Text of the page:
Never Let a Dietitian Eat Your Brains
Belgium’s new Health Minister, Maggie De Block is just shy of 300 pounds. This has prompted people to ask, “Would you accept health advice from someone who is morbidly obese?”
Chances are, it would shake your confidence a bit. But the point of pointing this out is not to bash the overweight. A person can be overweight and much healthier than the average person. In fact, a number of studies have shown that they live longer. (Extreme obesity is another story altogether – a warning sign that something’s not right.) It should be noted that an alarming amount of skinny people can deathly unhealthy, with chronic, mysterious and invisible illnesses. This is not about Skinny vs. Fat.
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No…the point is…why would a seemingly unhealthy person be bolstered to have such authority over a people’s health access? In Maggie’s case, she is not just giving health advice – she takes command over social affairs and health policy for a country! And she is immune to such criticism about her weight, and will step up to that powerful plate. After all, she’s certified. She was a doctor. What is anyone going to do about it if they don’t demand that she resign? Complain about the strange choice is all.
But this obvious gaffe is wide spread – even down to registered dietitians and doctors.
Here is a scenario witnessed by a friend in clinical waiting room. A tall, slender African-American farmer is consulting with a nurse/dietitian about potential meds. Why is he politely fighting the urge to roll his eyes? She is incredibly obese and is catching her breath as she preaches hellfire and brimstone to him for not going the route of USDA, FDA and AMA-approved elixirs of life. The margarine, those vegetable oils, prescription drugs, plenty of grains, artificial sweeteners and no fat! Then she tells him, in the voice of a mother scolding a kindergartner, that he needs to exercise. She reminds him who knows best – her oversized white coat serving as a badge.
How can such a one be taken seriously? This could be suffered through were it not for the authoritative and stern stance. The strict adherence to methods that do not produce viable, life-sustaining results. Not to mention – why are obese children, who follow these sanctioned methods, getting increasingly yanked from their homes by child protective service agencies for child endangerment when theoretically – they could be future dietitians and health ministers!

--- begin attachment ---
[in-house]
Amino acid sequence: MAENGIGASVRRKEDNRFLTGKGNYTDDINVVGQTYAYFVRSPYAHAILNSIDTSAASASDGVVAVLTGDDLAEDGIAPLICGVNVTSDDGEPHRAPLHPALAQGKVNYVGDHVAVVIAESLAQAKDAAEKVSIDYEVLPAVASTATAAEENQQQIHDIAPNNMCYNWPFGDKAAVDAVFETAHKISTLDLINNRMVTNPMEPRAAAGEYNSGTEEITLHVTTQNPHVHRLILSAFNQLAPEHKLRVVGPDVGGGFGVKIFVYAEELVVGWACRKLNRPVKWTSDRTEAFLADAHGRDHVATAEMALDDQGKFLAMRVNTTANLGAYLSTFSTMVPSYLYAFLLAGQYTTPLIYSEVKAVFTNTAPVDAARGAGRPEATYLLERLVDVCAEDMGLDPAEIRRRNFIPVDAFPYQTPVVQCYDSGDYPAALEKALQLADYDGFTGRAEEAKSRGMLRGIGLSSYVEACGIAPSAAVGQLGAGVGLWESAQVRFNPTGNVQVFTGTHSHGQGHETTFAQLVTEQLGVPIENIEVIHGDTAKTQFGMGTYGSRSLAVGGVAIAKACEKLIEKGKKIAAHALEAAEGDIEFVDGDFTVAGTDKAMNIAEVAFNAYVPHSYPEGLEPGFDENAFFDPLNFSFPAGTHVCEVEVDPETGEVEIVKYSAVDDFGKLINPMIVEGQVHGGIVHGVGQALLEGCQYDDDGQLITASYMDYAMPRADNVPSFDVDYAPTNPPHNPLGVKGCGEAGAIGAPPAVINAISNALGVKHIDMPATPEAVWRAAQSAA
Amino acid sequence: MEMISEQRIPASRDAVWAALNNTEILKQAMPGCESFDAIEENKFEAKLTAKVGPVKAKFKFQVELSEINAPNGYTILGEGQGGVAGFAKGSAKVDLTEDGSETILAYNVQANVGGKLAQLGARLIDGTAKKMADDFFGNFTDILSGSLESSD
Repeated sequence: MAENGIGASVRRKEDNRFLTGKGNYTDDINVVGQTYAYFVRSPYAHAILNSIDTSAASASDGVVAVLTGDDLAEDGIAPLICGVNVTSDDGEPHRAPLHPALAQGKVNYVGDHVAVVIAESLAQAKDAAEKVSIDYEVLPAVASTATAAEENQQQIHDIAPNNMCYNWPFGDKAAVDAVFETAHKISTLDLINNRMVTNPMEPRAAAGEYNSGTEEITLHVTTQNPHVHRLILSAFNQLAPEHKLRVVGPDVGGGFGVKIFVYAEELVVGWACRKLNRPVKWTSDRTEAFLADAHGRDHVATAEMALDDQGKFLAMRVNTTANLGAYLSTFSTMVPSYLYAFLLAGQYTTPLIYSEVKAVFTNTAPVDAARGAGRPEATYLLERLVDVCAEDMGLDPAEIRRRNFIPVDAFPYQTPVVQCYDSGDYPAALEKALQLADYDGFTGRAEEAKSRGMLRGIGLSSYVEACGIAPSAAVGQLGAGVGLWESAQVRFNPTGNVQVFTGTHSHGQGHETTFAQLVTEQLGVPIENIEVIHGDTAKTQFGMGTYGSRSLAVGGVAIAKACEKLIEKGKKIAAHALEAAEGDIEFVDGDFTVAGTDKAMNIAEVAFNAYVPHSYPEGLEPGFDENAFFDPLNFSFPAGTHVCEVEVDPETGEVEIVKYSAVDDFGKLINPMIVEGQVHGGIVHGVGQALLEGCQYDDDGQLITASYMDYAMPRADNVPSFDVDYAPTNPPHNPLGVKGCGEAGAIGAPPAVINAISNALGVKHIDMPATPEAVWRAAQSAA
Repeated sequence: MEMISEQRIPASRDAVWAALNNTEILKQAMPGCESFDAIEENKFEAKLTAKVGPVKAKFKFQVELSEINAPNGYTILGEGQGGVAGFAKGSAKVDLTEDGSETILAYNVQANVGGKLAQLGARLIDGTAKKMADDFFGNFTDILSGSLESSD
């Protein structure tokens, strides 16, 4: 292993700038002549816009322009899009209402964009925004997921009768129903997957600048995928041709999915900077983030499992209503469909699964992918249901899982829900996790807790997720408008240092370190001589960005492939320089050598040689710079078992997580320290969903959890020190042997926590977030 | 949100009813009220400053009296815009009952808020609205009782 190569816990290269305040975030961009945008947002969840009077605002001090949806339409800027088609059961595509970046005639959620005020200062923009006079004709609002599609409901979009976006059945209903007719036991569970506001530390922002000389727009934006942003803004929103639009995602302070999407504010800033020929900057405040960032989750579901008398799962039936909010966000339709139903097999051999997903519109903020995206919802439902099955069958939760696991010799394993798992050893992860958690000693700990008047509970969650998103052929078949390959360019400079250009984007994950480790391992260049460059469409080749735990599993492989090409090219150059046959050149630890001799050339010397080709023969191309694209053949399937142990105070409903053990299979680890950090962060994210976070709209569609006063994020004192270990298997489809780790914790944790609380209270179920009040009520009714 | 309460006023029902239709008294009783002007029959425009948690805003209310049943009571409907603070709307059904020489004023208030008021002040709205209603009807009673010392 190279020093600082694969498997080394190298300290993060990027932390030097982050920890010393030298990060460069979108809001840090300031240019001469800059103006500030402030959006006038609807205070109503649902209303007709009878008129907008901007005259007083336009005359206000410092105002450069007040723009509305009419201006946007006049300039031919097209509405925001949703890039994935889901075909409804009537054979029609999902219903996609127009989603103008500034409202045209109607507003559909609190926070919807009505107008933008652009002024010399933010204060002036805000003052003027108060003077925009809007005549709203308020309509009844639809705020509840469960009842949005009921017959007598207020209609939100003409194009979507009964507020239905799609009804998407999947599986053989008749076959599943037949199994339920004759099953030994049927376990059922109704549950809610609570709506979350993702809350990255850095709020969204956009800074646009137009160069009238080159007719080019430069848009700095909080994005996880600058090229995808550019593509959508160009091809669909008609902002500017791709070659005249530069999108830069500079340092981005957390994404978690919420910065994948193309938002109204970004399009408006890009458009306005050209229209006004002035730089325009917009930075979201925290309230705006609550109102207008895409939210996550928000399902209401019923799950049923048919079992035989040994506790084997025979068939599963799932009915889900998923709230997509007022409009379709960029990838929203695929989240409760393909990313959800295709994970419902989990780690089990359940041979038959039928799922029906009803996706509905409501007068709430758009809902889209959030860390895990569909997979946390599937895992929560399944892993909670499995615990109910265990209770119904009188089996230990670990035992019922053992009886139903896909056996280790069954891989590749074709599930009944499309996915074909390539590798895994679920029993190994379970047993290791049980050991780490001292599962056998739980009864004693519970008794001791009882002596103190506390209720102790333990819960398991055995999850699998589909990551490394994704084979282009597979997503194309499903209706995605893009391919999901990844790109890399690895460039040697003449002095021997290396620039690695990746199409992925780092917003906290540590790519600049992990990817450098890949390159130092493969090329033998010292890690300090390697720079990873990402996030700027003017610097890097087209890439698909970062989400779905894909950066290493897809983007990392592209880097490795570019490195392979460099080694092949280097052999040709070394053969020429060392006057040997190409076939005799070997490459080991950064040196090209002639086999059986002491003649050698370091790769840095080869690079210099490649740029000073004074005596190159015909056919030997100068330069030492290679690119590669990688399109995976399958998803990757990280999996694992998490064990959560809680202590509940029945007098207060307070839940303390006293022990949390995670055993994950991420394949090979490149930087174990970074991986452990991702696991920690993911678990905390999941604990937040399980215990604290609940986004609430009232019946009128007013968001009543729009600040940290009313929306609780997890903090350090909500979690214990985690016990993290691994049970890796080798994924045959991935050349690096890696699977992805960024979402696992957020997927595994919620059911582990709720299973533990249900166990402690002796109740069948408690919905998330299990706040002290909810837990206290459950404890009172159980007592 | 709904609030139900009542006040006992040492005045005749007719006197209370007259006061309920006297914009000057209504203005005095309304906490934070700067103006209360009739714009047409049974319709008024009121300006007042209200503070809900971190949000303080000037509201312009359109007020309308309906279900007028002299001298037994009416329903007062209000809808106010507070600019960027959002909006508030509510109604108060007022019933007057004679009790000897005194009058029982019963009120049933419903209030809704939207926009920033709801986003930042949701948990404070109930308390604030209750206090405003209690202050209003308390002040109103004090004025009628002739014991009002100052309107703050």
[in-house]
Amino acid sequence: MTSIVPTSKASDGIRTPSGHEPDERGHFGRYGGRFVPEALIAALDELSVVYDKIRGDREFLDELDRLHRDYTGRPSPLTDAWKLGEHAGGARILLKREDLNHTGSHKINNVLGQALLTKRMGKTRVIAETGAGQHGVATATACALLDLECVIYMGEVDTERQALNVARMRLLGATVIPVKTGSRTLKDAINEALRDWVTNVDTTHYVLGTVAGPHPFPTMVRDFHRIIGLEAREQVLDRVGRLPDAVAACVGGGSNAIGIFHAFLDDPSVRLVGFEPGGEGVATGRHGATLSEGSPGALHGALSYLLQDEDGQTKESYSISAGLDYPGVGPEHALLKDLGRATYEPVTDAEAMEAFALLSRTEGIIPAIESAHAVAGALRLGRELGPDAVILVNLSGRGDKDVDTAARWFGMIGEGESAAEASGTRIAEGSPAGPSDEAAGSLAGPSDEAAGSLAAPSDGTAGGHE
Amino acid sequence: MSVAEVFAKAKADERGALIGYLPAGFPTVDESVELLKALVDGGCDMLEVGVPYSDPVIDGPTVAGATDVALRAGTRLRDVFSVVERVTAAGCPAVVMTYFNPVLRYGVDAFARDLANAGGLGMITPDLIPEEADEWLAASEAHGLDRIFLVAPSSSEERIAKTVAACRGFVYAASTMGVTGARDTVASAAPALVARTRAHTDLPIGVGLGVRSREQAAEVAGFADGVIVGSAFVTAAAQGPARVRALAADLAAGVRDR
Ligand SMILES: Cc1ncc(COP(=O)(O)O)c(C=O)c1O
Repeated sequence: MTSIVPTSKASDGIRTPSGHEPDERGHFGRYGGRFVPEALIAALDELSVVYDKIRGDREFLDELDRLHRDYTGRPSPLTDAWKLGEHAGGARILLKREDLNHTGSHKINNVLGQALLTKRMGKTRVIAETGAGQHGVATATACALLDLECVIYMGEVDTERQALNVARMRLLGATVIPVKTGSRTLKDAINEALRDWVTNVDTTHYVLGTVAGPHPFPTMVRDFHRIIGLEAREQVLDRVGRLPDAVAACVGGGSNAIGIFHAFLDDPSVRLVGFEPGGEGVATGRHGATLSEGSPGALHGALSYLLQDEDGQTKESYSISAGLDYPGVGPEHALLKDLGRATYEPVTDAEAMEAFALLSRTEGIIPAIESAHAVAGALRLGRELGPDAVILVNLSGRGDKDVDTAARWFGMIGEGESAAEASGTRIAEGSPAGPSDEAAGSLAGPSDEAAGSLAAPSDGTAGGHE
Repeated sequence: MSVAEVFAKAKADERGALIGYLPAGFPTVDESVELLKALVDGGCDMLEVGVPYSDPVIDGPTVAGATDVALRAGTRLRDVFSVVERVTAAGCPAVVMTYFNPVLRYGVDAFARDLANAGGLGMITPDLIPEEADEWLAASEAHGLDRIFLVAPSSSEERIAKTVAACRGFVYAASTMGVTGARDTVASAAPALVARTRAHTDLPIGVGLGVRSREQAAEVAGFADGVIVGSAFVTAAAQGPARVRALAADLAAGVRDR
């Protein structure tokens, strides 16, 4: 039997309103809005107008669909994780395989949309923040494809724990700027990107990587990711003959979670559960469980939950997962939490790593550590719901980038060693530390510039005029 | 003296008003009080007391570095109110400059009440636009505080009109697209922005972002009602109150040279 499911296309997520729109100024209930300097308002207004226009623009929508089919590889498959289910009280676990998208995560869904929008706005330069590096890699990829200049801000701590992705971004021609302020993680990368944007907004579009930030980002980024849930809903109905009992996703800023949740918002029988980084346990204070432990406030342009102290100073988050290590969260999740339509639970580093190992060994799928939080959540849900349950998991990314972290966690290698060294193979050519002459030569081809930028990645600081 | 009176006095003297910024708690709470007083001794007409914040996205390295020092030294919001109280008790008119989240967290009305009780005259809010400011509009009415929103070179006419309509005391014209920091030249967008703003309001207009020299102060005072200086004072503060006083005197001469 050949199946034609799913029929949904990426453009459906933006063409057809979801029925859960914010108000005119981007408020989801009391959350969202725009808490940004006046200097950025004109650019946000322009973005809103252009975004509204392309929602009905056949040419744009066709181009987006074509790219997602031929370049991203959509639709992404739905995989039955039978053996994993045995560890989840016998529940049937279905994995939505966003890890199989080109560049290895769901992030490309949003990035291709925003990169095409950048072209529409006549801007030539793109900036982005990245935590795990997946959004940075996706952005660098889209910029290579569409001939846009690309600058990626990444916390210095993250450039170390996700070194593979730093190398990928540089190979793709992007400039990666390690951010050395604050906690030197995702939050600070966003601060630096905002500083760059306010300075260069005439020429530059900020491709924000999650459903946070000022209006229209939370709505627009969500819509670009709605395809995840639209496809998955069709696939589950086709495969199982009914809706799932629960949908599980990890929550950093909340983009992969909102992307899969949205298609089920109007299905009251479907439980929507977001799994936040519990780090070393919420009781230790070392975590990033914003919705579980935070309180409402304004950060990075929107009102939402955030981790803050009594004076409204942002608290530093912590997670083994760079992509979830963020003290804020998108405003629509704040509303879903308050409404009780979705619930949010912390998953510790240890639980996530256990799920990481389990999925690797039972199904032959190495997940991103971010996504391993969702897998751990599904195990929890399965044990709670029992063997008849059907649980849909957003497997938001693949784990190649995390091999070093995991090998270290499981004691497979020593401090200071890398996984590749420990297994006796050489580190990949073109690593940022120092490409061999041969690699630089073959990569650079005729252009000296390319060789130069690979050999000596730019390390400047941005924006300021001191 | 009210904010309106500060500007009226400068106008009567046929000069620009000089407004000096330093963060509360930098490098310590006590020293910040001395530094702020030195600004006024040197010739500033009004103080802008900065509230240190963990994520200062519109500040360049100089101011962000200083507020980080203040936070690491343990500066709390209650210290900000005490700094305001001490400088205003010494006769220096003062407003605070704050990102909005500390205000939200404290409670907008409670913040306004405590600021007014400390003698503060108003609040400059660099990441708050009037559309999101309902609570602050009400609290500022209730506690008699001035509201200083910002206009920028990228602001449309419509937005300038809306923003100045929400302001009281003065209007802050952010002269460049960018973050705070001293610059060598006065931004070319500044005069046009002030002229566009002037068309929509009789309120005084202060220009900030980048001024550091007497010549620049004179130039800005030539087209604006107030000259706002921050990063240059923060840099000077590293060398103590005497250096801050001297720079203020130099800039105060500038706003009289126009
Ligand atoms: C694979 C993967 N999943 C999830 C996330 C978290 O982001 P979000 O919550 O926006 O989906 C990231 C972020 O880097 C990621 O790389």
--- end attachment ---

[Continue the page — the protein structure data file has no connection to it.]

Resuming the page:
Yet alternative nutritional consultants are called “alternative” for starters, and uneducated and unlicensed. There’s a strong media push not to take them seriously even when they produce astounding results – like reversing disease considered to be deadly and incurable. See Chris Beat Cancer. And, a blogger lauding the benefits of Paleo could be threatened with prison!
Here’s another high profile example showing how the dietitian authoritative stance is rampant not only in the U.S. but simultaneously in Canada and Europe. Before I show you, I want you to notice from now on, the appearance of dietitians and doctors when they speak on television if you happen to be watching. Do they exude health whether they are overweight or not?
Last Fall, Dr Aseem Malhotra stirred controversy when he suggested that saturated fat wasn’t the culprit in heart disease. Egads! The gall of this cardiologist! He was shunned by some doctors and many dietitians, and was accused of shamelessly lying for daring to defy decades of falsified medical science. Watch the video of this BBC report – does that dietitian opposing him look healthy to you? But check out Dr. Aseem – not only is he trim but he has great skin, youthful appearance, color and vibrancy. Compare that to the female registered dietitian attempting to shame him for his findings. Who would instill more confidence in you? What does your intuition say?
Like Begium’s health minister and registered dietitians, they have the papers, education, certifications, degrees and licensing. Do they get results? If they did, why would they be so threatened by the “alternative” crowd? Enough to want to lobby and fight to only allow state-sanctioned dietary advice. Regardless of how disastrously wrong it turns out to be.
And that is why I point all of this out. To reinforce the idea that you know you best. And you have the right to consult anyone you wish about your whole body health. Before you do, you might consult your own intuition and explore the foods that make you feel best. Question where negative food cravings come from and start adding in whole, organic foods in little by little.
To never let a dietitian eat your brains is to say, do not outsource yourself – your intellect and intuition – to anyone! To anyone! You have the power over you, regardless of papers and laws. You don’t need a license to have that power. Your body – your health – your decisions.